For Yamasaki, everything changed following a trip to Japan, the undertaking of which was de rigueur for architects in the 1950s. As Gyure notes, however, where Walter Gropius viewed traditional Japanese architecture through the approving lens of modernism, that same Japanese architecture shook Yamasaki’s modernism to its core. Further travels in Europe and Asia profoundly affected Yamasaki, not least his visit to the Taj Mahal. At the same time, as Gyure adroitly outlines, works by such architectural historians and critics as Rudolf Wittkower, Colin Rowe, and Vincent Scully refocused many architects’ attention to history and to their own unthinking rejection of past styles and ornamentation. Yamasaki took particularly to Geoffrey Scott’s The Architecture of Humanism, first published in 1914. Granted, that was a book in which everyone —from Bruno Zevi and Paul Rudolph to Henry Hope Reed—found what he was looking for. But Yamasaki was an attentive reader of Scott and found in Scott’s elaboration of the “fallacies” that underlie restrictive architectural theories a way out of the modernist straitjacket. The architectural historian William H. Jordy described the new tendencies in his essay “The Formal Image: usa” in the March 1960 Architectural Review, which gave rise to the label “New Formalism” to apply to the work of Yamasaki, Edward Durell Stone, and others.

Japanese architecture shook Yamasaki’s modernism to its core.

Yamasaki, like Stone, often used façades or screens inspired by interwar Modern Classicism, a particular source, surprisingly unmentioned by Gyure, being Guerrini, Lapadula & Romano’s Palazzo della Civiltà Italiana (1938–43) in Rome (now the headquarters of the fashion house Fendi). This building is the obvious inspiration for Stone’s Home Federal Savings Building (1962) in Beverly Hills. It also strikes me as a source for Yamasaki’s several essays in stacked arcades. These include his Olin Hall (1958–66) at Oberlin College, Ohio, the King Building (1958–61) at Carleton College, Minnesota, the Education Building (1956–61) at Wayne State University in Detroit, and Irwin Library (1959–63) at Butler University, Indiana. I should point out that Yamasaki designed some of the best, or at least most interesting, college buildings of a generally dismal era of campus architecture. To the buildings just mentioned, one would add the McGregor Memorial Conference Center (1955–58) at Wayne State and Robertson Hall (1961–65) of the Woodrow Wilson School at Princeton. These last two also show off his penchant for sun-filled skylit atrium spaces that resulted from a desire to bring a kind of uplifting serenity to a modern architecture that too often gave us elegantly sterile interiors.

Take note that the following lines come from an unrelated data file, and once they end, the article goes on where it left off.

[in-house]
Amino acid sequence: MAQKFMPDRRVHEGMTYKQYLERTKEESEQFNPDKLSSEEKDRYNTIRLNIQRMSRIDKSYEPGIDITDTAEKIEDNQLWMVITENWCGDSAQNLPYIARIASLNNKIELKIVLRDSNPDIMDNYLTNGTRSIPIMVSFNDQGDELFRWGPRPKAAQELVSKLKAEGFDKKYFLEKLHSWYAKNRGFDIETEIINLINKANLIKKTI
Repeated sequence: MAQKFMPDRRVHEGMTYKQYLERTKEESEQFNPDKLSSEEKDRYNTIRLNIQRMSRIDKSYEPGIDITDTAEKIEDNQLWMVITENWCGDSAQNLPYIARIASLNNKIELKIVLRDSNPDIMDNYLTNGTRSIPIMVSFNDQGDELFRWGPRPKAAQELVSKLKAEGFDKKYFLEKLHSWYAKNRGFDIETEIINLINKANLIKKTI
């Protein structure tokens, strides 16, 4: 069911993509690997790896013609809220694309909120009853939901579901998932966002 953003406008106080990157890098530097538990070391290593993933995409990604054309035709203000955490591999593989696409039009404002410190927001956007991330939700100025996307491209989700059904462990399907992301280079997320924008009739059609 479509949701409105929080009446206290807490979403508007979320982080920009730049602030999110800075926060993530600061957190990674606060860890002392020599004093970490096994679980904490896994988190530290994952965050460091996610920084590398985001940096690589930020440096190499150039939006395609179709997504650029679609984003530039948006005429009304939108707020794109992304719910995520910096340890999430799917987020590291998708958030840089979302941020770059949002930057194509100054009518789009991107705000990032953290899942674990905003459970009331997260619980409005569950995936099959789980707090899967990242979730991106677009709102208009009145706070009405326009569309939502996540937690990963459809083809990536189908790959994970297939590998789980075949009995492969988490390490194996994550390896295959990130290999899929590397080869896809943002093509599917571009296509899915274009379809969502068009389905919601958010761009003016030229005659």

His fullest essays in the style of Modern Classicism are the Northwestern National Life Insurance Company building (1961–64) in Minneapolis, an abstracted peripteral temple, and the aforementioned Robertson Hall. These both have a suavity that I feel eluded Stone in his Kennedy Center (opened 1971) in Washington, D.C. Yamasaki’s genuine interest in the historic architecture he encountered on his world travels informed his celebrated Dhahran International Airport (1959–61) in Saudi Arabia. With its interlaced pointed arches and mishrabiya latticework tracery, Yamasaki created what both King Saud and the American Institute of Architects (which bestowed on Yamasaki his fourth Honor Award in eight years) felt was a perfect amalgamation of jet-set modern and the traditionally Arab—just the right look for the kingdom in its post-war oil-rich ascendancy. (Keally had done something similar in his Iranian Embassy of 1956 in Washington, D.C., a building not mentioned by Gyure, though it is hard to think Yamasaki would have been unaware of it.) Indeed, the Saudi regime put a picture of the airport on its banknotes. That Yamasaki was form-giver to the Saudi regime is a strange footnote to the destruction of the World Trade Center, not least in that Dhahran’s pointed arches reappeared in the New York project.